I was having trouble with my computer (my new one has been nothing but trouble) and so was on a chat line for three hours that morning. Finally I had linner in a restaurant in Fertilia (lasagne al forno) and then had a cuppa with my English friends that are staying in the hostel, Margaret and David.
I got Franco, the local taxi-man, to take me to the Necropolis di Anghelu Ruju, a burial place that was used from 3300 to 2700 BCE. Yes, this is OLD! Not too much is known about these ancient people.
An interesting note: Franco told me that many of the older generation around here speak Catalan, a hangover from the Spanish conquest of Sardinia in the 1300s. He said that during World War II Mussolini imprisoned people who were heard speaking it, since their national language, Italian, was to be used. And many of the people speak Sardinian, their own Latin-based language. I think the younger generation speaks Italian and some English. Anyway, the necropolis was pretty interesting.
Tuesday was my day for bussing. I took a bus from Fertilia to Sassari, the second largest city on Sardinia. I didn’t get to see much of it today, though, because I took another bus to the town of Torralba. From there I walked out into the country for an hour to see the Nuraghe Santu Antine, another old nuraghe from 1600 BCE. This one was quite spectacular and allowed one to go inside of the towers. A woman and her daughter were just leaving when I was, so I asked if I could have a ride back to Torralba, which they obligingly did. How nice. The lady was half Sardinian and half German, living in Frankfurt.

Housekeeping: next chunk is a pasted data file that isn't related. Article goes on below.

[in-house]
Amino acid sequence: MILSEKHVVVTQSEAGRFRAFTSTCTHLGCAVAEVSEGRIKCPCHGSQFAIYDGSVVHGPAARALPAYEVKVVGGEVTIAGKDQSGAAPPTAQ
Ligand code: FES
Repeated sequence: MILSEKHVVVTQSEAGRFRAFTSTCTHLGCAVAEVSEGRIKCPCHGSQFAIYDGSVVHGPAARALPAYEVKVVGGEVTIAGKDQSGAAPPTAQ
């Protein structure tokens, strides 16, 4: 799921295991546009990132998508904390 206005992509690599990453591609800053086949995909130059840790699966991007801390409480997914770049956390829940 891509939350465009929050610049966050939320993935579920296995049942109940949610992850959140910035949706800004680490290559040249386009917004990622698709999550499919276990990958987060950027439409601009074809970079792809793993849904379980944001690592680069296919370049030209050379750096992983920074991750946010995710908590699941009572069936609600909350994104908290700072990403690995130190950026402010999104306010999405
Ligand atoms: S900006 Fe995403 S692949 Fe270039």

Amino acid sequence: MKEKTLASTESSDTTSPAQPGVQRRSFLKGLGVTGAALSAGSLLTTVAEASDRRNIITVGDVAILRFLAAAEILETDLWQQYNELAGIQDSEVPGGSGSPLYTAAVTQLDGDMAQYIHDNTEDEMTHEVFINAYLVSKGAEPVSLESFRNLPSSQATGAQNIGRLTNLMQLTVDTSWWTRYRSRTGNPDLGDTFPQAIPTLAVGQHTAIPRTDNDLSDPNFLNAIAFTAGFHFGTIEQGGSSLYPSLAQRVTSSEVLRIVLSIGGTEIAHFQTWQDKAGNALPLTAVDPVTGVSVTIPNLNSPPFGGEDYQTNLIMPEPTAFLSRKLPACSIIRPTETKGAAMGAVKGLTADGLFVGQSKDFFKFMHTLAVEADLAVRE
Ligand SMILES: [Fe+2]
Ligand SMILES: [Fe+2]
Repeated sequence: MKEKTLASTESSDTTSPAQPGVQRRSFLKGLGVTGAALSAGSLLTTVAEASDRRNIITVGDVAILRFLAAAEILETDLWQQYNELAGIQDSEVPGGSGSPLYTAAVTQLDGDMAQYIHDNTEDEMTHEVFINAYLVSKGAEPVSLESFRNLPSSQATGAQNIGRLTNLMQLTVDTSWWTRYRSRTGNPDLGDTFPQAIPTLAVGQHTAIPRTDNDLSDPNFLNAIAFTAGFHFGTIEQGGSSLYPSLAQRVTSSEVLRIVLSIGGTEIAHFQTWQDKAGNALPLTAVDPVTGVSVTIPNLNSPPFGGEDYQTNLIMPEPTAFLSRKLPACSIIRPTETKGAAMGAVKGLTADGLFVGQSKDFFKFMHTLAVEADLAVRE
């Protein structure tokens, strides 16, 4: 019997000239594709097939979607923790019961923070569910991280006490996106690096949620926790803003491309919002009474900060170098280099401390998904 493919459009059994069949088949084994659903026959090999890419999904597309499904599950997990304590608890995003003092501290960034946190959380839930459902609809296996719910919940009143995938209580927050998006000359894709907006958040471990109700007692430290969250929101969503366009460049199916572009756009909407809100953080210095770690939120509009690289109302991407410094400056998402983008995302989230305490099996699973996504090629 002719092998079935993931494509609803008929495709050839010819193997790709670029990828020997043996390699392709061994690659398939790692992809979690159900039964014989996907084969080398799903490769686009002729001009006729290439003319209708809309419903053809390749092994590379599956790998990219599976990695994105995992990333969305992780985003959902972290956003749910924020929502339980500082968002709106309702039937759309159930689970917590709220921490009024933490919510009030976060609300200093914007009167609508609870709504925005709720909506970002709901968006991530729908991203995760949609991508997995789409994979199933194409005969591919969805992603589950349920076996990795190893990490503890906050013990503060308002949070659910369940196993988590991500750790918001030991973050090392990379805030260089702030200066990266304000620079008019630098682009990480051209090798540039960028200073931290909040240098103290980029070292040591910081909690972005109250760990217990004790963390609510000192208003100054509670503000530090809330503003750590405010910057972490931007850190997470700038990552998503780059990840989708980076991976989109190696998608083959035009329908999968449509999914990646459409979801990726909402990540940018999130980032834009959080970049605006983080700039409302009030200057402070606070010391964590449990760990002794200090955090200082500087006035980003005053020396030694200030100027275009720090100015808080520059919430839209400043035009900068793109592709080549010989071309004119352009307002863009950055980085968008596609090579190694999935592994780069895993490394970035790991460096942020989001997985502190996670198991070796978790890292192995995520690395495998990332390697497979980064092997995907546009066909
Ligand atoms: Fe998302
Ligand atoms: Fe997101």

After they dropped me off I had a nice linner in a small restaurant in this pretty little town, which was very good. It’s pretty hard to get bad food here. Then back on a bus to Sassari, taking a few minutes before the next bus to buy my train ticket for tomorrow, and then my last bus of the day back to Fertilia and the hostel. The weather was a little threatening and just as I got back to Fertilia it started dripping a bit, but all in all, a very good day.
The next day another bus ride to Sassari, to see their Museo Nazionale Sanna. It was a long walk from the bus station, where I left my pack with the ‘man’ for 1 euro 50—-hoping that my computer would still be there when I returned. The padlock that I had brought had gone bad early on, so it was unlocked.
I first encountered an old, old church—-from the 11th and 12th C—-and HUGE. It was called Santa Maria from Betlem and there was a statue of the same name—-obviously the honoree of the church. She, too, was from the 12th C.
The Sanna Museum was great, although there were some cases that were not well lit, so a little troublesome as many of the object d’art were the small bronze nuraghe statues. They also had lots of Roman stuff—-some gold earrings were especially pretty I thought, and from the 3rd C BCE! It was raining a bit, too, when I did the long walk back to the bus station to collect my pack and then head for the train station to get a train to Olbia.